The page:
On the label, ffrench-Postalthwaite wonders aloud - albeit in print - what one has to do to "be served a glass of Proper Claret around here?" Claret is the generic British term used for wines of Bordeaux. There may have been a jab directed at France by the word, which formerly meant something of light color. The wines of Bordeaux once actually were of light color, but that was quite a while before they stormed the Bastille.
The pejorative stuck, as did the use of the phrase "the French disease" to describe syphilis. It may or may not be true that the French fought back on that one, calling syphilis "the English disease." They also got in a shot of their own by recognizing the American colonies as independent of Great Britain, while not recognizing the wine of England as anything at all.
But, as ffrench-Postalthwaite might annotate in his footnotes, I digress. He writes me that A Proper Claret "nominally purports to represent an old-fangled style of' 'Claret,' it frankly strikes me as perhaps more of a version of the Cabernets I remember of the '60s and '70s. Slightly riper and richer than the '12 version, it is still quite elegant and restrained." Which is more than we can say for ffrench-Postalthwaite. Nearly 16,000 cases of A Proper Claret were made.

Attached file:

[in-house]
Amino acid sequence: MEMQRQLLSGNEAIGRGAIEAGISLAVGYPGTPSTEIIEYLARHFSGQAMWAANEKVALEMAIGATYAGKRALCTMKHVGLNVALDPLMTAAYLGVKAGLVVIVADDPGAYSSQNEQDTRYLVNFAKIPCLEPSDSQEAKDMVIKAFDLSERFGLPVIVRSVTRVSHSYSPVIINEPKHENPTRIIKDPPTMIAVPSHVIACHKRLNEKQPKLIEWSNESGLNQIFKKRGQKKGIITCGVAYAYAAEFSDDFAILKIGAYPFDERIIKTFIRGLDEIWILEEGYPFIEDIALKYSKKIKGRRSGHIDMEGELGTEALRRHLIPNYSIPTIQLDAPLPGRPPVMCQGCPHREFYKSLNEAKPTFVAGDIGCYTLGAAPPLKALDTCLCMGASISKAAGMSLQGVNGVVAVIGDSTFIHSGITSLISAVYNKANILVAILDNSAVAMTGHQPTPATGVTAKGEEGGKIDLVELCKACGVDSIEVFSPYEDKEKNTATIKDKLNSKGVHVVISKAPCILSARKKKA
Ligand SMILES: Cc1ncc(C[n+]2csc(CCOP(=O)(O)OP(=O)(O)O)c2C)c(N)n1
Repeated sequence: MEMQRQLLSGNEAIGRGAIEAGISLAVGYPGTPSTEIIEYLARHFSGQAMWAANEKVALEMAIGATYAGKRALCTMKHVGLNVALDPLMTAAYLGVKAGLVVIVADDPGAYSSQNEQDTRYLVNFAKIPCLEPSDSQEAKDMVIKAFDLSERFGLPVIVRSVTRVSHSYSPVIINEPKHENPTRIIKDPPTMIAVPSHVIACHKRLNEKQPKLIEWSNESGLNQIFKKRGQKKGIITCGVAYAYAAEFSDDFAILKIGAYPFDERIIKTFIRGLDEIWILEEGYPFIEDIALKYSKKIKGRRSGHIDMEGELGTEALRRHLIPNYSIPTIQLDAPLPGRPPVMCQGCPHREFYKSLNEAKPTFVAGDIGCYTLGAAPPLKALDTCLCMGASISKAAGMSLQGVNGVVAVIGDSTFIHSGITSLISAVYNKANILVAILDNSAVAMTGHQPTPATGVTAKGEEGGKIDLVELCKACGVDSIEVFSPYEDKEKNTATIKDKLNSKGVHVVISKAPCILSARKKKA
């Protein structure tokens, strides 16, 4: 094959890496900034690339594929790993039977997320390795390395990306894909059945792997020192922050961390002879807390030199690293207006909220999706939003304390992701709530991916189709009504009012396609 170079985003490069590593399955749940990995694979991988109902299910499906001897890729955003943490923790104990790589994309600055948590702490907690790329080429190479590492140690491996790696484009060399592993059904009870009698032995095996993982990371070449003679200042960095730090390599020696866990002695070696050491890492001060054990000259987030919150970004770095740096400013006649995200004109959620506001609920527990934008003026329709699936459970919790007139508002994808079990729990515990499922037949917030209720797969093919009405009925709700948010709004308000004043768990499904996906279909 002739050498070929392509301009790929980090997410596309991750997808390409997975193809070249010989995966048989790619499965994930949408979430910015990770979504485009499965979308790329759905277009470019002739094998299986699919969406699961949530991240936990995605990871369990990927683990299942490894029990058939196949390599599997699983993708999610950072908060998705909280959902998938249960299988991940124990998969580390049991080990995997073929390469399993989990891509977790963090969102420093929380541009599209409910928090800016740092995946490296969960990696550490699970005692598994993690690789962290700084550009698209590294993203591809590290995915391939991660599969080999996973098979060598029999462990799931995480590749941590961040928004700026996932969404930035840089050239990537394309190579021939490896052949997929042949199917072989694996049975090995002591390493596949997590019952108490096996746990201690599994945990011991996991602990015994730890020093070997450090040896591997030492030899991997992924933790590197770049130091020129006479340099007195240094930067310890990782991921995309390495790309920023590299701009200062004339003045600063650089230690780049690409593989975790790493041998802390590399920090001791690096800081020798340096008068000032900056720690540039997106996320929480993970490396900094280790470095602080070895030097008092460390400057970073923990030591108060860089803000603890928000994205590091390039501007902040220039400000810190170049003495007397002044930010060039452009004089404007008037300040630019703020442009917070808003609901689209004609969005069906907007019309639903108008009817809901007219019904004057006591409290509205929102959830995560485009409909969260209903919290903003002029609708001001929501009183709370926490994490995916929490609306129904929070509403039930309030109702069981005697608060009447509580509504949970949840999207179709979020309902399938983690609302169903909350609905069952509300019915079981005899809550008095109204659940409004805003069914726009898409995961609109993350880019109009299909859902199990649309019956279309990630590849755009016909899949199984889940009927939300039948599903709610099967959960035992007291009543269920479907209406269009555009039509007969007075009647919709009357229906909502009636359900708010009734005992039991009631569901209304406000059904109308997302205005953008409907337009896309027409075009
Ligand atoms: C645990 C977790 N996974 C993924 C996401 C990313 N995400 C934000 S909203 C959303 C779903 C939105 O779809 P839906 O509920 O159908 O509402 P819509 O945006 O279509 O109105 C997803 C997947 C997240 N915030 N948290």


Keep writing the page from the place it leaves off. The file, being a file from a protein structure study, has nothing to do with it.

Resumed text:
This wine is composed of a blend of red grapes, 46% Cabernet Sauvignon, 17% Merlot, 15% Tannat, 13.5% Petit Verdot, 7.7% Syrah and and .8% Petite Sirah. Did he say "point-eight-percent?" Did he say "Tannat?"
The interesting reading on the back label should not - could not - distract you from the wonderful illustration on the front, by New York City artist Bascove. The wine clocks in at a restrained 13.5% abv, no faint feat considering the high-octane grapes used in the mix. It retails for $16 and comes bottled under a proper screwcap.
The wine is as dark as night. Black fruit on the nose is adorned in customary Grahm-savory fashion by notes of sage, rosemary and a delicious black olive scent. The palate shows blackberry and cassis, but the wine is not dominated by fruit. Notes of cedar, cinnamon and cardamom play a huge role on the palate. The tannins are are firm, but elegant, and it should pair as as well with British bangers as they do with a good old American beef brisket.
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